Creating background images2

Creating background images

8. Now select Filter>Distort>Twirl and set the angle to the maximum level of 999 in the text box of the twirl dialog.

9. Select Filter>Blur>Gaussian Blur and set the radius to 5 pixels.

10. Choose Filter>Render>Lighting effects. Choose 2 O’clock spotlight and light type as spot light, texture channel as ‘red’ and height ‘96’. You will see an effect similar to what is shown above (right).


Creating background images3

Creating background images

To specify current image as background do the following

Select the ‘save for web’ option. Click the output settings option on the right.

1. Open the Output Settings dialog box and click ‘next’. select the Background option set.

2 For View As, select Background. (By default this is set as ‘image’ (as shown in the figure above) change it to ‘background’.

3 To select a solid color background to be displayed while the background image is downloading, or to be displayed through any transparent areas in the background image, click the Color box and choose a color using the color picker. Alternatively, click the triangle next to the Color box and select None, Foreground Color, Background Color, or Other (using the color picker), or select a color from the pop-up palette.

4 Click OK.


Color models

Color Models

HSB color model (Hue, Saturation, Brightness):

Hue is the color reflected from or transmitted through an object. It is measured as a location on the standard color wheel, expressed as a degree between 0° and 360°. In common use, hue is identified by the name of the color such as red, orange, or green.

Saturation, sometimes called chroma, is the strength or purity of the color. Saturation represents the amount of gray in proportion to the hue, measured as a percentage from 0% (gray) to 100% (fully saturated). On the standard color wheel, saturation increases from the center to the edge.

Brightness is the relative lightness or darkness of the color, usually measured as a percentage from 0% (black) to 100% (white).


Color models1

Color Models

RGB color model (Red, Green, Blue): Because the RGB colors combine to create white, they are also called additive colors. (shown below – left)

CMYK color model (Cyan, Magenta, Yellow, Black): In theory, pure cyan (C), magenta (M), and yellow (Y) pigments should combine to absorb all light and produce black. For this reason these colors are called subtractive colors. The subtractive (CMY) and additive (RGB) colors are complementary colors. Each pair of subtractive colors creates an additive color, and vice versa. (shown above – right)


Color models2

Color Models

L *a *b color model: L*a*b color consists of a luminance or lightness component (L) and two chromatic components: the a component (from green to red) and the b component (from blue to yellow).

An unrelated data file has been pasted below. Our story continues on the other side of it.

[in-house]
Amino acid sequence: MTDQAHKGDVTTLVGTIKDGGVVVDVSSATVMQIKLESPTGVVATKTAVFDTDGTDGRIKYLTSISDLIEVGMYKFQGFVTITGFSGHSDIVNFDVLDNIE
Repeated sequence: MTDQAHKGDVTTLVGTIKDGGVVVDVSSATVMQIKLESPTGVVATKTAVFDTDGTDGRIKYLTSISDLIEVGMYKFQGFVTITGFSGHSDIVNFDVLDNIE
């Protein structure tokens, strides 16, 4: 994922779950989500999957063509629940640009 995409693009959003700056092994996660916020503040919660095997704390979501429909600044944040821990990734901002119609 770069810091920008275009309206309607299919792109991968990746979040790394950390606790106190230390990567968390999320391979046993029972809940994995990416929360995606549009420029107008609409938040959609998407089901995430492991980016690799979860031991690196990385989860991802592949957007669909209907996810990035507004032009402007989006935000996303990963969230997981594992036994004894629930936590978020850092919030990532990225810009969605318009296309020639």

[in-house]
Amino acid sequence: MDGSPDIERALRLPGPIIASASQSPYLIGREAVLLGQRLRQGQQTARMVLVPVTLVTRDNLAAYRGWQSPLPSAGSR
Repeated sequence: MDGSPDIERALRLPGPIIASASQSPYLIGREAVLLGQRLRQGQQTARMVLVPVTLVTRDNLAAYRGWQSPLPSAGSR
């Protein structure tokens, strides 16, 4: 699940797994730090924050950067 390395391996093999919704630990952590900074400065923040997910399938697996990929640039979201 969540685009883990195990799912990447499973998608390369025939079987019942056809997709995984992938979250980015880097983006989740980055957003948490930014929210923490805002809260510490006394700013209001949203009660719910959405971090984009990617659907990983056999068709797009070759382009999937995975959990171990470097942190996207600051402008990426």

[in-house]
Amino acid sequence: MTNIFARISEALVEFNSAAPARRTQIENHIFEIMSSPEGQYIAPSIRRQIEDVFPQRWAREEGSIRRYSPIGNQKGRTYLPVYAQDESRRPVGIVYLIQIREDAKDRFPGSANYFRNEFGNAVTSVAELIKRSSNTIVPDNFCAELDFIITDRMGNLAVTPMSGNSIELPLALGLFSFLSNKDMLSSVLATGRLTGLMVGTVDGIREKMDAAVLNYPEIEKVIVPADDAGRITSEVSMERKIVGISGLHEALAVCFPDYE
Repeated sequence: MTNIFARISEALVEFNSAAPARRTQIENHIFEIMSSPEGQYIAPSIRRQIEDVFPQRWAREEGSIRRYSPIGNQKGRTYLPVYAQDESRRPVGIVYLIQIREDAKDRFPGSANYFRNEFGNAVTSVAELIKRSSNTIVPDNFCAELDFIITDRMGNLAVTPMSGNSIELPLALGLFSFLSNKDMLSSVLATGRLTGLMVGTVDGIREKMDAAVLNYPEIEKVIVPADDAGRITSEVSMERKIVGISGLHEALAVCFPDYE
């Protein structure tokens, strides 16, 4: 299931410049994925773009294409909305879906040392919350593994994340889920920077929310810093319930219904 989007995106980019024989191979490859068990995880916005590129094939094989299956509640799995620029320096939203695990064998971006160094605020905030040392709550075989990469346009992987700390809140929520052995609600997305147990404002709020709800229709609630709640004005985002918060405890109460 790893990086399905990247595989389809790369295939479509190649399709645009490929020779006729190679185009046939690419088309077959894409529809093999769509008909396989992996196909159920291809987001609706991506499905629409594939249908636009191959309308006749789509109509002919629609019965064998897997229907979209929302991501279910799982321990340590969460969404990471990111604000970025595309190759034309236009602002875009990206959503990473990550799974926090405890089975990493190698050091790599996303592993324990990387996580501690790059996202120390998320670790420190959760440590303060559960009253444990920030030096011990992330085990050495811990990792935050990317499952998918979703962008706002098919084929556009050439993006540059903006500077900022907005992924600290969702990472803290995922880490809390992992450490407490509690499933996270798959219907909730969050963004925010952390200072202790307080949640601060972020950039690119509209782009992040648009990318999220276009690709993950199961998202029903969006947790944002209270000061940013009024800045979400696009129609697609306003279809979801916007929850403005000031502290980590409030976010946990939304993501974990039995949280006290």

Some more color models

Bitmap - This mode uses one of two color values (black or white) to represent the pixels in an image.

Grayscale - mode uses up to 256 shades of gray. Every pixel of a grayscale image has a brightness value ranging from 0 (black) to 255 (white).

Duotone - This mode creates duotone (two-color), tritone (three-color), and quadtone (four-color) grayscale images using two to four custom inks.

Indexed - This mode uses at most 256 colors.


Color models3

Color Models

Color Gamut: A gamut is the range of colors that a color system can display. Among the color models used in Photoshop, L*a*b has the largest gamut, encompassing all colors in the RGB and CMYK gamuts.

Channels and Bit-depth: a CMYK image has at least four channels, one each for cyan, magenta, yellow, and black information. In addition to these default color channels, extra channels, called alpha channels, can be added to an image for storing and editing selections as masks.

Bit-depth is the number of bits per pixel.


Color calibration

Color Calibration

Knowing the Histogram of an image: A histogram illustrates how pixels in an image are distributed by graphing the number of pixels at each color intensity level. This can show you whether the image contains enough detail in the shadows (shown in the left part of the histogram), midtones (shown in the middle), and highlights (shown in the right part) to make a good correction.


Color calibration1

Color Calibration

Histogram:

MeanRepresents the average intensity value.

Standard deviation (Std Dev) Represents how widely intensity values vary.

MedianShows the middle value in the range of intensity values.

PixelsRepresents the total number of pixels used to calculate the histogram.

LevelDisplays the intensity level of the area underneath the pointer.

Count Shows the total number of pixels corresponding to the intensity level underneath the pointer.